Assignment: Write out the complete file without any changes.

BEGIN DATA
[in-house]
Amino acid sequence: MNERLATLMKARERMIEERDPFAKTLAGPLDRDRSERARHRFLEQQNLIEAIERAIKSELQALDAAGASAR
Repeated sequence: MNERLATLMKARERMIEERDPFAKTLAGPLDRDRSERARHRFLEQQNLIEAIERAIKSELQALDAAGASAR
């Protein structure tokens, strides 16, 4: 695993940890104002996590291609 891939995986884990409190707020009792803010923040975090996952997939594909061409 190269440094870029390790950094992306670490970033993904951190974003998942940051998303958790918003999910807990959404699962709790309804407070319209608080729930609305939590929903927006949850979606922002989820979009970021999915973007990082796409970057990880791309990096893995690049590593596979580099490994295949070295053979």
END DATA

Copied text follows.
[in-house]
Amino acid sequence: MNERLATLMKARERMIEERDPFAKTLAGPLDRDRSERARHRFLEQQNLIEAIERAIKSELQALDAAGASAR
Repeated sequence: MNERLATLMKARERMIEERDPFAKTLAGPLDRDRSERARHRFLEQQNLIEAIERAIKSELQALDAAGASAR
């Protein structure tokens, strides 16, 4: 695993940890104002996590291609 891939995986884990409190707020009792803010923040975090996952997939594909061409 190269440094870029390790950094992306670490970033993904951190974003998942940051998303958790918003999910807990959404699962709790309804407070319209608080729930609305939590929903927006949850979606922002989820979009970021999915973007990082796409970057990880791309990096893995690049590593596979580099490994295949070295053979």